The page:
String of crashes causing unease with travellers

Two people were killed in a passenger plane crash on Oct. 4 approximately 30 kilometres outside of Lutsel K’e.

The Air Tindi Cessna 208B aircraft was carrying four passengers from Yellowknife to Lutsel K’e when it went down at approximately 2 p.m.

RCMP confirmed that there were two survivors who were taken to Stanton Territorial Hospital for treatment. 

The extent of their injuries is unknown.

An investigation has been conducted with “G” Division Major Crimes Unit and the Transportation Safety Board.

This is the third fatal aviation crash in recent weeks.

According to the RCMP, the crash is not suspected to be criminal in nature.

Whether commuting to and from Yellowknife or heading up to the mines, many locals depend on flying for their jobs and the recent string of crashes has added an element of unease to the normally routine commute – for some.

Peter Magill travels daily on the Buffalo Airways passenger flight to work at the hanger in Yellowknife.

His daily flight from Hay River to Yellowknife and back again has become a routine, but he said that the recent events can cause one’s mind to wander.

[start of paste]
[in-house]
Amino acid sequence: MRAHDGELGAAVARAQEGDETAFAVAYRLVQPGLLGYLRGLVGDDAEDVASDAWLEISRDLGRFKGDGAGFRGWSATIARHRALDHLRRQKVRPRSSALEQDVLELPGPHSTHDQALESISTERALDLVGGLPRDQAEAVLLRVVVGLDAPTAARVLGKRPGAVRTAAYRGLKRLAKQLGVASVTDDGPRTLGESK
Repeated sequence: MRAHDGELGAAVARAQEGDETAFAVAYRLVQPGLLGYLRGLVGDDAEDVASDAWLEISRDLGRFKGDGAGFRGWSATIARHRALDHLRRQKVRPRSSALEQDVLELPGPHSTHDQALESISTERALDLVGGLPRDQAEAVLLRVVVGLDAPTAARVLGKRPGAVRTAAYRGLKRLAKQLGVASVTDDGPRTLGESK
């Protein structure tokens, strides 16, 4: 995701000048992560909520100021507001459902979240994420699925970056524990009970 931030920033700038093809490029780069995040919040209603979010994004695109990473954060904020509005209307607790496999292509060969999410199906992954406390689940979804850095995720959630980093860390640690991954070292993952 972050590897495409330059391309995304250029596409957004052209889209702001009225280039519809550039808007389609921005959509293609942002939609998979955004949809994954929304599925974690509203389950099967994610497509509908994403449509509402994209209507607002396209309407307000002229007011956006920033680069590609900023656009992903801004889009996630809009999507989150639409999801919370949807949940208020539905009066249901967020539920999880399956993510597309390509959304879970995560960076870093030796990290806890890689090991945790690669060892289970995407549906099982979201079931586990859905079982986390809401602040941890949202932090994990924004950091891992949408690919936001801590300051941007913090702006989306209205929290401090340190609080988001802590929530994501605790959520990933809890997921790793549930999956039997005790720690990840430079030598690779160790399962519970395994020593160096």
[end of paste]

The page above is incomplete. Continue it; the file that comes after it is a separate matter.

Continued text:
“Traveling in the North often requires flying to get to where you want, or need to go,” he said.

“The recent tragic accidents make you think about flying, not that I don’t feel safe, but just that my mind starts thinking about what could happen. When I took a job in Yellowknife I had to remove those thoughts from my mind and treat the daily trip from Hay River and back as a bus ride.”

He added that over time he will not dwell on the things he cannot control.

“I hope that there are no further tragedies for friends and families to deal with and we can all get back to the day-to-day routines of our lives.”

But for some, the recent events are not causing unease over flying.

Hay River resident Chris Shaw works for Diavik and flies in and out of the mine site every few weeks.

He said that the thought of what could happen always sits at the back of his mind and the crashes have not made him any more uncomfortable on flights.

“It’s definitely in the back of my head any time I get on to a plane whether it’s going to work or going on a vacation,” he said.

“Every time I go to work I tell my daughter I love her, give her a hug and tell her I’ll be back in a couple of weeks.”

During Thursday’s sitting at the House of Commons, Western Arctic MP Dennis Bevington made a statement regarding the recent events.

“On Tuesday, Northerners were devastated by the fourth airplane crash in only weeks,” said Bevington.

“For Northerners, flying is something they do all the time due to the isolation of our communities. They have no other choice. Understandably, they are concerned about the safety of Northern aviation. Last year, government officials promised to beef-up Transport Canada’s aviation safety inspection arm. My constituents want to know if the government has kept its promises.”